While the arbitrators' award has three elements -- the accountings, the award of $180,000 in freight monies admittedly held by Star Lines, and an order to pay over "such other freight monies" which may be held by Star Lines -- the parties in their papers have focused exclusively on that portion which awarded the sum of $180,000. Perhaps under the influence of that distorting focus, the parties have conceived and argued the case as if the arbitrators had issued an award which only ordered the payment of the $180,000 and, more importantly, as if the arbitrators' award had fully determined PRMSA's freight money claim. If that were the case, the award might well have been confirmable.
It is the general rule with regard to the confirmability of arbitration awards that, in order to be "final" and "definite," the award must both resolve all the issues submitted to arbitration, and determine each issue fully so that no further litigation is necessary to finalize the obligations of the parties under the award. See, e.g., Cofinco, Inc. v. Bakrie & Bros., N.V., 395 F. Supp. 613, 616 (S.D.N.Y. 1975) (Frankel, J.); Mobil Oil Indonesia v. Asamera Oil (Indonesia), 43 N.Y. 2d 276, 401 N.Y.S. 2d 186, 372 N.E.2d 21 (1977); Herbst v. Hagenaers, 137 N.Y. 290, 33 N.E. 315 (1893); Jones v. Welwood, 71 N.Y. 208 (1877); Wolff & Munier, Inc. v. Diesel Construction Co., 41 A.D. 2d 618, 340 N.Y.S. 2d 455 (1st Dep't. 1973), appeal after remand, 44 A.D. 2d. 530, 353 N.Y.S. 2d 22 (1st Dep't. 1974), aff'd, 36 N.Y. 2d 750, 368 N.Y.S. 2d 828, 329 N.E.2d 662 (1975); Hoffman v. Harry Greenberg Co., 109 Misc. 170, 178 N.Y.S. 398 (1st Dep't. 1919); 5 Am. Jur. 2d Arbitration & Award §§ 136, 141, 142.
There is, however, an exception to this rule: if an award is valid in part and invalid in part, and the valid portion concerns claims that are "separable" from and "non-dependent" on claims covered by the invalid portion, the valid portion of the award is confirmable, notwithstanding the absence of an award that finally disposes of all the claims that were submitted to arbitration. Moyer v. Van-Dye-Way Corp., 126 F.2d 339 (3d Cir. 1942).
See also, Herbst v. Hagenaers, supra, 137 N.Y. at 296; Jones v. Welwood, supra, 71 N.Y. at 216. While there is little case law which illuminates the precise contours of the separability doctrine outlined in these cases, it would appear that PRMSA's claim regarding the freight monies is "separable" from the other claims at issue between the parties within the meaning of that doctrine. Consequently, if the award before the court had resolved the entirety of PRMSA's freight monies claim, it would probably have been confirmed. See Moyer v. Van-Dye-Way Corp., supra.8
But, as is apparent from the award itself, the arbitrators did not do that. Rather, the arbitrators granted PRMSA a quantified award only to the extent that Star Lines admitted liability on PRMSA's claim, and with regard to the rest of PRMSA's claim, merely ordered Star Lines to "pay over . . . . such other freight monies as are or may come into its possession." This latter part of the freight monies award is, quite simply, an insufficient and unconfirmable resolution of the freight monies dispute. See Herbst v. Hagenaers, supra. "The goal of the proceeding was, and remains, a money award," Cofinco, Inc. v. Bakrie & Bros., N.V., supra, 395 F. Supp. at 616, and a declaration of liability which leaves the question of the amount of money owing unanswered and the possibility of further disputes between the parties open does not achieve this objective.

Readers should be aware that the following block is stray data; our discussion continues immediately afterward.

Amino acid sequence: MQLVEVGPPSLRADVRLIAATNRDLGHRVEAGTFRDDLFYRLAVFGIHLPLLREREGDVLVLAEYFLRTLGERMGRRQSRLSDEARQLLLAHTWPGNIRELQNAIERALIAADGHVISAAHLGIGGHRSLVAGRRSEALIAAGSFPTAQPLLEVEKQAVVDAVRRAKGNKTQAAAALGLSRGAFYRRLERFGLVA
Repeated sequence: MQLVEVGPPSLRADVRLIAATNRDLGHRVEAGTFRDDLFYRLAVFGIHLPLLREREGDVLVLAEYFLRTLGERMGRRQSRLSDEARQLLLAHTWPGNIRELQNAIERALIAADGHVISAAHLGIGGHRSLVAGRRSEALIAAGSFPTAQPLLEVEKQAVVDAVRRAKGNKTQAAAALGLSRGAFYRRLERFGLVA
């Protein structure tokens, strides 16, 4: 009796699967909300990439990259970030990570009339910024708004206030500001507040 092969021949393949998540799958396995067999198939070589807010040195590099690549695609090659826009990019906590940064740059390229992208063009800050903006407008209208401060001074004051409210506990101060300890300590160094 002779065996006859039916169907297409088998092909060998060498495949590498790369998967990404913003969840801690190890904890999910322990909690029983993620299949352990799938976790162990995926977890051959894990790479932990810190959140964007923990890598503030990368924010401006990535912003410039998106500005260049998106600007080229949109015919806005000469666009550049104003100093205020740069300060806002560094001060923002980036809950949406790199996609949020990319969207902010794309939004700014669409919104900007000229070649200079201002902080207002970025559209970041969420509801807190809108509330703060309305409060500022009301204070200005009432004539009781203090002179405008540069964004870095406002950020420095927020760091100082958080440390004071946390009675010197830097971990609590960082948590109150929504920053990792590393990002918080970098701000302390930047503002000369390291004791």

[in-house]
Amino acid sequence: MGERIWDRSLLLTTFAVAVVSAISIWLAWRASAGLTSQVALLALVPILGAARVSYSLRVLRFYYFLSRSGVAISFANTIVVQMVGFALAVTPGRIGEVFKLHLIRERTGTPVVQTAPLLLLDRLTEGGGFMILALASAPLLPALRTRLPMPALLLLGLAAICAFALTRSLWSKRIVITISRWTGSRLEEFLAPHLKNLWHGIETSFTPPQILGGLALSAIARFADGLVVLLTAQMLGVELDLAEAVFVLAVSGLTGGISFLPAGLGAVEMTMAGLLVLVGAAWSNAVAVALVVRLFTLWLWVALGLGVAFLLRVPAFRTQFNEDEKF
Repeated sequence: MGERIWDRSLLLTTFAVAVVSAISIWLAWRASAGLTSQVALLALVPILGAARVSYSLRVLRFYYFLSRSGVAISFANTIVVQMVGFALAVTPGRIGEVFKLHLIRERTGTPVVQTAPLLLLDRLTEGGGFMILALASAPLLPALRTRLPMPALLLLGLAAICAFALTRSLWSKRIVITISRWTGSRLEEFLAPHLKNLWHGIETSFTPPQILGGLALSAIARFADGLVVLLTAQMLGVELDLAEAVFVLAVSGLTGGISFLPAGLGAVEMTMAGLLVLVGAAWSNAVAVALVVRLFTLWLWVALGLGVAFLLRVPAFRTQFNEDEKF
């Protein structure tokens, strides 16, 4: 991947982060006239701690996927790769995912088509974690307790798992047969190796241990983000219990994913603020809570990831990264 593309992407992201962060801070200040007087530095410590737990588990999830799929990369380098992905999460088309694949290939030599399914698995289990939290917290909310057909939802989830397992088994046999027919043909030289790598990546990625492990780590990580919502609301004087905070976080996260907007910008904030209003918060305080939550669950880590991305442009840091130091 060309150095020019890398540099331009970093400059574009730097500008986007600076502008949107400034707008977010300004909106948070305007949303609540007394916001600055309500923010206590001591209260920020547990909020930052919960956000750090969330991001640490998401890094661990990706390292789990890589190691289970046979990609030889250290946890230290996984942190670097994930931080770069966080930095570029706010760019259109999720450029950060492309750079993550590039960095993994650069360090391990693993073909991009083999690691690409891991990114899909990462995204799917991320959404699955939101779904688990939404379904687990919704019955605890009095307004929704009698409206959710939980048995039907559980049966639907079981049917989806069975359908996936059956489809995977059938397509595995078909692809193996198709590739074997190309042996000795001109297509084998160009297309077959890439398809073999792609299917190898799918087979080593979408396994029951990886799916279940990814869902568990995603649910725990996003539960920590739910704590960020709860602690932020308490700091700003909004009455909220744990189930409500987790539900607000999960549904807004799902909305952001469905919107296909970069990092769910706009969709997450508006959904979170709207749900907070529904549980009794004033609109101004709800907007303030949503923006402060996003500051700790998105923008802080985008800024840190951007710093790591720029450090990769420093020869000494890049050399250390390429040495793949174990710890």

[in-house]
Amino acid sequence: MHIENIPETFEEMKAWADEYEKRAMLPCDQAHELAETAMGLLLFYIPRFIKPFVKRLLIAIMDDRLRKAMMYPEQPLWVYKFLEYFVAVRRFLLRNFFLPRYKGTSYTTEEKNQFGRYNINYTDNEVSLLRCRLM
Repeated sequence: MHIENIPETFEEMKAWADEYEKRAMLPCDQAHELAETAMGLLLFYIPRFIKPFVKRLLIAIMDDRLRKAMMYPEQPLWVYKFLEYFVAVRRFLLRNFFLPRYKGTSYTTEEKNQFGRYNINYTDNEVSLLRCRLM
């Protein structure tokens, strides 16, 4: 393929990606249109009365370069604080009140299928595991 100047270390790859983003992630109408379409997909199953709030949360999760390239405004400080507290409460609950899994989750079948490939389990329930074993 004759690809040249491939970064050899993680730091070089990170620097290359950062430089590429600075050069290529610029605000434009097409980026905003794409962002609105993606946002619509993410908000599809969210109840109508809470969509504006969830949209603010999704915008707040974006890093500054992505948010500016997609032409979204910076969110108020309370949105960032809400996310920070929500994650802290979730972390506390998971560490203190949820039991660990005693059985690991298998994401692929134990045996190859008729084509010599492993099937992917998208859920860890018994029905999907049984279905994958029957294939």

For these reasons, an award with a defect similar to that in the award in this case was held unconfirmable in Herbst v. Hagenaers, supra.10
Because of the insufficiency of the portion of the award concerning the disputed part of the freight monies claim, the interim award fails to dispose of the claim it deals with. Although the award decides in PRMSA's favor on part of PRMSA's claim, it rules for neither party on the rest of the claim, aside from the mere determination of liability. An award that fails to lay any one issue to rest is contrary to the general principles of arbitration law, as discussed above, and is not "final" within the meaning of the federal Arbitration Act. See, e.g., Herbst v. Hagenaers, supra. See also, Jones v. Welwood, supra, 71 N.Y. at 216 (partial award vacated on grounds "that it does not dispose of any one controversy"); cf. Cofinco, Inc. v. Bakrie & Bros., N.V., supra, 395 F. Supp. at 616 (award disapproved because it directed the payment of an unspecified amount of "accrued expenses" and "interest"). Nor can it be persuasively argued that the two portions of the freight monies award or claim are "separable;" if a confirmable partial award could issue from arbitration solely because liability for a portion of a claim or for a part of the award was admitted or easy to determine, the separability exception would swallow the rule.
None of the cases relied on by PRMSA support the confirmation of the freight monies award, whatever they may have to say about the confirmability of other kinds of "interim" or "partial" awards. In Moyer v. Van-Dye-way Corp., supra, note 8, the court confirmed an award that disposed of only one of two claims submitted to arbitration, but what was at issue there were two entirely distinct claims -- one for wage payments and one concerning disbursements from an employee welfare fund. As the court noted, the award being confirmed was on a claim which stood "as a separate ...